Beaches in Spain close from jellyfish invasion

July 24, 2011SPAIN – An invasion of Aussie jellyfish has forced Spain to close six beaches at popular holiday resort areas after more than 100 swimmers were treated for stings. Normally seen in the southern Atlantic or Pacific, scores of phyllorhiza punctata, otherwise known as Australian spotted jellyfish, have converged on waters off Orihuela, south of Alicante on the Costa Blanca, reported The Times today. While not overly dangerous to humans, the jellyfish – which is native to the southwestern Pacific but has been found in the Gulf of Mexico and off North Carolina – holds a mild venom that can cause discomfort. The Spanish beaches that closed were Punta Prima, La Mosca, Playa Flamenca, Cala Cerrada, La Zenia and Cala Capitan. The report followed warnings from biologists that British seas could be turned into a “jellyfish soup” this summer, according to Sky News. Biologists from the Marine Conservation Society (MCS), based in Ross-on-Wye, southern England, said yesterday that pollution and overfishing might be behind the rise in the number of jellyfish living in the UK’s coastal waters. “There is strong evidence that jellyfish numbers are increasing around the world, including UK seas, and these increases have been linked to factors such as pollution, overfishing and possibly climate change,” the MCS’ Peter Richardson said. –Courier Mail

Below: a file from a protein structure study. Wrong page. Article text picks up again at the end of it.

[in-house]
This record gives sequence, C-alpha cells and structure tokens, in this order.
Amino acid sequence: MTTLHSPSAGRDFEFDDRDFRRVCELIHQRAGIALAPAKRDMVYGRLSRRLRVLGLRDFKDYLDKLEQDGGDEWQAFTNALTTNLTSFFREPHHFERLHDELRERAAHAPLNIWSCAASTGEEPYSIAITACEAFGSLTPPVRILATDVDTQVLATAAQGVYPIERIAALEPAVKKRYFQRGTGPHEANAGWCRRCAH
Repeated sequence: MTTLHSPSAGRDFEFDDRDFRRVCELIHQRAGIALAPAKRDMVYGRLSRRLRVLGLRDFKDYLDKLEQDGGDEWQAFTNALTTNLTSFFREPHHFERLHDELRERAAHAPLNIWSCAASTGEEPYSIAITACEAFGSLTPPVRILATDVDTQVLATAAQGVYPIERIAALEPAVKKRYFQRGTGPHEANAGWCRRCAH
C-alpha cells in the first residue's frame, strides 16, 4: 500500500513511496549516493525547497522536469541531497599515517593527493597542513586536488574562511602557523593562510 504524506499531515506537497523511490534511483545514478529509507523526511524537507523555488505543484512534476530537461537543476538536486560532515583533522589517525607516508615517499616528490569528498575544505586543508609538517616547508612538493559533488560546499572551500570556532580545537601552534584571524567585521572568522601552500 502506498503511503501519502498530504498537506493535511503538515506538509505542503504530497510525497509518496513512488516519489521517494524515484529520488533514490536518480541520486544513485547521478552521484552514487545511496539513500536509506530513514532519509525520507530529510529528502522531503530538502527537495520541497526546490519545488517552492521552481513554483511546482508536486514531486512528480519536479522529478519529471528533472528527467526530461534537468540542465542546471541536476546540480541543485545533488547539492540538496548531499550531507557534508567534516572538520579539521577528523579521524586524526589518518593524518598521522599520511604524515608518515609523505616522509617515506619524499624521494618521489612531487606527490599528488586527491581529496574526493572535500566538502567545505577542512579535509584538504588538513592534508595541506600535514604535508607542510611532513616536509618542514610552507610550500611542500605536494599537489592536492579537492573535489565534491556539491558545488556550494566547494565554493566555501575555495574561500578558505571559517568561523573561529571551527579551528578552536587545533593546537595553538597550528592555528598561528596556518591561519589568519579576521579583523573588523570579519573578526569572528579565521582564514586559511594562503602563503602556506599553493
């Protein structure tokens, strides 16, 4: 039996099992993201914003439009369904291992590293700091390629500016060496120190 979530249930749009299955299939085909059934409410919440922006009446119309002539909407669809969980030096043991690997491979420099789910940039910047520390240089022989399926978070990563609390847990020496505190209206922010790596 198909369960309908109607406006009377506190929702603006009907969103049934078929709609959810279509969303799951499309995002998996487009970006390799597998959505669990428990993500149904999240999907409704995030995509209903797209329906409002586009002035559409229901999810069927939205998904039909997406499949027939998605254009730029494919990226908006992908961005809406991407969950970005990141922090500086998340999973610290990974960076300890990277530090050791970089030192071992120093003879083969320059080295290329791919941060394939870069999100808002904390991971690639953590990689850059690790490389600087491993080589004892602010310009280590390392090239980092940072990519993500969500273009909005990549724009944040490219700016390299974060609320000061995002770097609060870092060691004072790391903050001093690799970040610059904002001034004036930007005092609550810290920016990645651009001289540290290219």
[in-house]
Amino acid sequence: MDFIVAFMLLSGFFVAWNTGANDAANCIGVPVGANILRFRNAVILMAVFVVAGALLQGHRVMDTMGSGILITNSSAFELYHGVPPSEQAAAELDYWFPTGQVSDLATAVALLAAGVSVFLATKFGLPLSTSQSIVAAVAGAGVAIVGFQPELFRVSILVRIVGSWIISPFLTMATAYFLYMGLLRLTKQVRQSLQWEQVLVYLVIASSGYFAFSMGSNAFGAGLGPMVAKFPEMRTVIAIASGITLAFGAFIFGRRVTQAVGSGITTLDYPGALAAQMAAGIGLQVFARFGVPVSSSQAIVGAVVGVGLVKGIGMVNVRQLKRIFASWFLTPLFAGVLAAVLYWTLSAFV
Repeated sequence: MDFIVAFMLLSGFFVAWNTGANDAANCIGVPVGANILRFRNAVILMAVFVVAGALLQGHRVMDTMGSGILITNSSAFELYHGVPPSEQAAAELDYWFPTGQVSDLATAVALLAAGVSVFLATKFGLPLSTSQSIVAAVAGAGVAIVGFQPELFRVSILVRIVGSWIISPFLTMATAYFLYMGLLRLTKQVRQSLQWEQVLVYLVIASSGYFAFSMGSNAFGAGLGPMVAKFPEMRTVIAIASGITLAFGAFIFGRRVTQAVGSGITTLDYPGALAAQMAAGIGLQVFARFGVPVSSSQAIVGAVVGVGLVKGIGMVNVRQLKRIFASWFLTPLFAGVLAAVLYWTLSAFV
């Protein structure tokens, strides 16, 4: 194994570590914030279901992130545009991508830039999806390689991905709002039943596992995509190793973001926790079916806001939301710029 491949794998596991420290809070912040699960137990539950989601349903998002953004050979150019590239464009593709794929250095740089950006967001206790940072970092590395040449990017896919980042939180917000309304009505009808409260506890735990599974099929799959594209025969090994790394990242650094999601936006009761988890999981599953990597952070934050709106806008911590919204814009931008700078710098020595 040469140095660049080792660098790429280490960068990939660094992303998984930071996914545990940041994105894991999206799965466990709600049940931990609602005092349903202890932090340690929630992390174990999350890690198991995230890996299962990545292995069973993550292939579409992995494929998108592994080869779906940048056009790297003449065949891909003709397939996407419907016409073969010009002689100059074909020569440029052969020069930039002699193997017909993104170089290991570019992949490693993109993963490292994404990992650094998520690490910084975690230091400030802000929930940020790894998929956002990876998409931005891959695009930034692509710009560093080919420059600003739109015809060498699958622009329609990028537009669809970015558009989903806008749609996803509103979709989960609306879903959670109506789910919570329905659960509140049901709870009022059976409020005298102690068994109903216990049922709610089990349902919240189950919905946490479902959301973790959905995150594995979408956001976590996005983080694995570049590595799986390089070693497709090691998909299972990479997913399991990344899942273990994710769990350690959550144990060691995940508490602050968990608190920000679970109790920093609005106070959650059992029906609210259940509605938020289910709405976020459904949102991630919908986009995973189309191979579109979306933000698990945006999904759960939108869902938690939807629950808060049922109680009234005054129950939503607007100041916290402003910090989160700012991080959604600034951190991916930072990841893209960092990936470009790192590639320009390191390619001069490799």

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This entry was posted in Acquatic Ecosystem crash, Earth Changes, Earth Watch, Pest Explosions. Bookmark the permalink.

2 Responses to Beaches in Spain close from jellyfish invasion

  1. Warming oceans and the decrease of predators…


  2. kelly says:

    i am on holiday in ceasers costa del sol,, and for over a week the beech has been full of jellyfish, at first it was the spotted brown ones, now there is clear ones, and larger brighter ones with long tentacles. ive not been in the water and now cant walk near the water as they are all washed up on the beach. holiday has still been great.


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